]Count the element type selectors (for example div) and pseudo-elements (for example, :first-letter). The declaration with the highest total has the highest specificity.
A single class selector has a higher specificity than a single element selector. I might be missing something blindingly obvious, but a class pretty much has to outrank an element, or the “.ari” format would be useless, because the element selector would override it, eg with <p class=“ari”>, anything you put in p {…} would override anything in .ari {…} - and that definitely doesn’t happen.

Of course, it would be a whole lot easier to de-bug if the site wasn’t such an eighteenth century mangle of inline formatting, unsemantic hooks and what looks like boilerplate template rubbish…


.ari p {font:100&#37;/1.5 Arial,sans-serif}

it’s not suppose to replace the .ari, it’s supoose to be an addition.
so, you’ll have both.

.ari {
font: normal normal normal 0.8em/1.5 Arial, sans-serif;
.ari p {
font:100%/1.5 Arial,sans-serif

about your markup: you declare html but you also use self-closing tags of xhtml. and you do have some severe errors: check this.

Hi noonnope - thanks million! This displays perfectly in all <table>s:

.ari p, .ari li {font:inherit}

best, Val

Just a reminder that IE6 and 7 don’t understand the value inherit at all so if IE6 and 7 support is needed you would need to define it explicitly :slight_smile:

I tried that - defining the <p> not the table - and it doesn’t work. I wish I could just ignore IE6/7 but I’ve pandered to them on the entire site so it’d be nice to get them to display the font correctly in <table>s.

yes Paul, and no Val: see below :slight_smile:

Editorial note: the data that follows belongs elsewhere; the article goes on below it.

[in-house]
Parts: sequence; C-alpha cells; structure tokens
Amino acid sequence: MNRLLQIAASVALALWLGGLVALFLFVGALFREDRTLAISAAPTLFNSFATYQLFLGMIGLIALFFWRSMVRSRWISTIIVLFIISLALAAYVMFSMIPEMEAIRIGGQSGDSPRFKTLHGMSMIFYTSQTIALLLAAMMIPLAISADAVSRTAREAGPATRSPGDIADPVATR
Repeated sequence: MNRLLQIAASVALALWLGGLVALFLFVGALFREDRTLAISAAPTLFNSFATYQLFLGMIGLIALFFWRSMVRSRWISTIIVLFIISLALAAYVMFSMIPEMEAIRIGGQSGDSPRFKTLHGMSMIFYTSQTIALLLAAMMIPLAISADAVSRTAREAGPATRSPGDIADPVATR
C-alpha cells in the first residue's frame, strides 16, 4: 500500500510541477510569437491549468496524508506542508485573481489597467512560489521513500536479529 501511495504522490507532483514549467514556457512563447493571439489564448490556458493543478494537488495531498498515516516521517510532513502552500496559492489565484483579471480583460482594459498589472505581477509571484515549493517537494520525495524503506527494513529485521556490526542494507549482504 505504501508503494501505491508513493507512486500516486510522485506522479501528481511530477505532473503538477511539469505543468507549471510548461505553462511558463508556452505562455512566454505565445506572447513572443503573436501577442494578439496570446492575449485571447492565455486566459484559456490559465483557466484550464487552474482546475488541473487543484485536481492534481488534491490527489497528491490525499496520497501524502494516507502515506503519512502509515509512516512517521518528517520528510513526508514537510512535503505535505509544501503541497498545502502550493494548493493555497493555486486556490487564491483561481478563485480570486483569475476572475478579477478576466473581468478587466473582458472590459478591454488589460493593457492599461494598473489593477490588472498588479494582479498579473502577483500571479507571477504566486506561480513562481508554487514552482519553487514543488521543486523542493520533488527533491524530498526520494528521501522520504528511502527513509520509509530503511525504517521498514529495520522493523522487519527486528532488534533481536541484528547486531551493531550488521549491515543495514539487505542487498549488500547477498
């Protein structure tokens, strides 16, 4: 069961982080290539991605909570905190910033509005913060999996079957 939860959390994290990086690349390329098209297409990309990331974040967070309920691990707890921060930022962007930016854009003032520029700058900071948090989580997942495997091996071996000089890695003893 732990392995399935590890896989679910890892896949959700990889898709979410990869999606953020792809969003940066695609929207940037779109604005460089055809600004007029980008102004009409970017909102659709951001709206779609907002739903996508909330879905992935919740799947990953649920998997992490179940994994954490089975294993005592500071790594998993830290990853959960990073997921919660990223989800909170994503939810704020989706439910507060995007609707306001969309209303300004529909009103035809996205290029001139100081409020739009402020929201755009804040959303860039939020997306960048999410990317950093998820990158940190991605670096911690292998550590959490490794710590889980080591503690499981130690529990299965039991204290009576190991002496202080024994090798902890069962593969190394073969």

have you tried the other option i gave you?

.ari p {font:100&#37;/1.5 Arial,sans-serif}

You’re right, I got confused :blush:

My apologies.


I agree that sometimes the automatic formatting can be a hindrance rather than a help … but if you use CODE rather than HTML/HIGHLIGHT then you can put whatever colours you like in there.[/ot]

Hi noonnope -

>if IE6 and 7 support is needed you would need to define it explicitly

oh dear, you’re right. It doesn’t display correctly. By explicitly do you mean I have to define each para? So instead of:

<table class=“ari”>

it has to be:

<p class=“ari”>

thanks, Val

and it shows in the picture i posted.

Golly gosh and darn it, you’re right.
I’m so used to the problem being specificity that I completely forgot about declared styles outweighing inherited styles.
I’m an idiot.

In your stylesheet, body p {...} affects all <p> elements inside <body>, whether they are contained in other elements like tables, or not.

But in your stylesheet you’ve got no mention of “body p”, so I don’t understand what Firebug is telling you. I’m also not sure what the problem actually is - what is misbehaving, and what do you want it to do?

(Closing the preceding <p> is good practice, but won’t actually have any effect. If you have a <p> open then any block-level tag will be treated as though it has a </p> in front of it)

Hi - I’m sorry, that still doesn’t work on that one table.

I realized I’m only keeping the data comparison <table>s. All my other tables (e.g. I had images in tables) I’m converting to div’s. This means 10pt Arial now applies to ALL tables. So I tried this:

table {font:0.8em/1.5 Arial,sans-serif}
table td, table p, table li {font:100%/1.5 Arial,sans-serif}

and it’s working fine on every page in IE6 except the first table at:

The same structure is on other pages - td with no p - and it’s displaying correctly in IE6, e.g.:

It doesn’t make sense that it displays correctly in all docs, except in one table in one doc (and correctly in another table in that same doc!). Same for the white space at the top of that specs-exc.php. I checked that error page but nothing explains why only this page has white space above the txtbox. The errors mentioned are on every other page but they’re all displaying correctly.

Thanks for pointing out self-closing tags are not allowed in html. I didn’t know that. They’re there for the future when the pages get moved into wordpress :slight_smile: So far it’s not caused a problem in any major browser.

thank you! - Val